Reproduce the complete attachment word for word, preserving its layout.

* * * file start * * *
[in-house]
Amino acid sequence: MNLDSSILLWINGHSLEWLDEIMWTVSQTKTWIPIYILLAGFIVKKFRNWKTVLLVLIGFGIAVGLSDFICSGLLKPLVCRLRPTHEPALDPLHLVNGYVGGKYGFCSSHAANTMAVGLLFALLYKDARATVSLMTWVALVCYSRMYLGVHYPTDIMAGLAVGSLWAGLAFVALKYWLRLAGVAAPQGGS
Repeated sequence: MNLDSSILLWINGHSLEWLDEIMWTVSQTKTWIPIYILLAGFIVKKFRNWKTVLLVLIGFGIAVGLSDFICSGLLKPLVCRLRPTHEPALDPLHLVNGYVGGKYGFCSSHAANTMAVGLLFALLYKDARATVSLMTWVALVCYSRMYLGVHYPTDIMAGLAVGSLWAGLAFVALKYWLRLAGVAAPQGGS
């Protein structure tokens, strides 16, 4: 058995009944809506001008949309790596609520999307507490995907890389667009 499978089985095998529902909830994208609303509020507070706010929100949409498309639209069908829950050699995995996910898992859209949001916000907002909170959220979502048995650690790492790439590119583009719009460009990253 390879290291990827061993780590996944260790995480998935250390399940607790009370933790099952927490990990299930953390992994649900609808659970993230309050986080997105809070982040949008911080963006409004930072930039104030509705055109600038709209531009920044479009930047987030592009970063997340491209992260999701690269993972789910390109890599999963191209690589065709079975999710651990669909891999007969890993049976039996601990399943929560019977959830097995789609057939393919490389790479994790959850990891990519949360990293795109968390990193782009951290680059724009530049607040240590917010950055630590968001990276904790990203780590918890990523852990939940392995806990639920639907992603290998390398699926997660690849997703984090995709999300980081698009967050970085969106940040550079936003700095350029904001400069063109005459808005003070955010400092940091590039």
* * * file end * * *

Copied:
[in-house]
Amino acid sequence: MNLDSSILLWINGHSLEWLDEIMWTVSQTKTWIPIYILLAGFIVKKFRNWKTVLLVLIGFGIAVGLSDFICSGLLKPLVCRLRPTHEPALDPLHLVNGYVGGKYGFCSSHAANTMAVGLLFALLYKDARATVSLMTWVALVCYSRMYLGVHYPTDIMAGLAVGSLWAGLAFVALKYWLRLAGVAAPQGGS
Repeated sequence: MNLDSSILLWINGHSLEWLDEIMWTVSQTKTWIPIYILLAGFIVKKFRNWKTVLLVLIGFGIAVGLSDFICSGLLKPLVCRLRPTHEPALDPLHLVNGYVGGKYGFCSSHAANTMAVGLLFALLYKDARATVSLMTWVALVCYSRMYLGVHYPTDIMAGLAVGSLWAGLAFVALKYWLRLAGVAAPQGGS
């Protein structure tokens, strides 16, 4: 058995009944809506001008949309790596609520999307507490995907890389667009 499978089985095998529902909830994208609303509020507070706010929100949409498309639209069908829950050699995995996910898992859209949001916000907002909170959220979502048995650690790492790439590119583009719009460009990253 390879290291990827061993780590996944260790995480998935250390399940607790009370933790099952927490990990299930953390992994649900609808659970993230309050986080997105809070982040949008911080963006409004930072930039104030509705055109600038709209531009920044479009930047987030592009970063997340491209992260999701690269993972789910390109890599999963191209690589065709079975999710651990669909891999007969890993049976039996601990399943929560019977959830097995789609057939393919490389790479994790959850990891990519949360990293795109968390990193782009951290680059724009530049607040240590917010950055630590968001990276904790990203780590918890990523852990939940392995806990639920639907992603290998390398699926997660690849997703984090995709999300980081698009967050970085969106940040550079936003700095350029904001400069063109005459808005003070955010400092940091590039």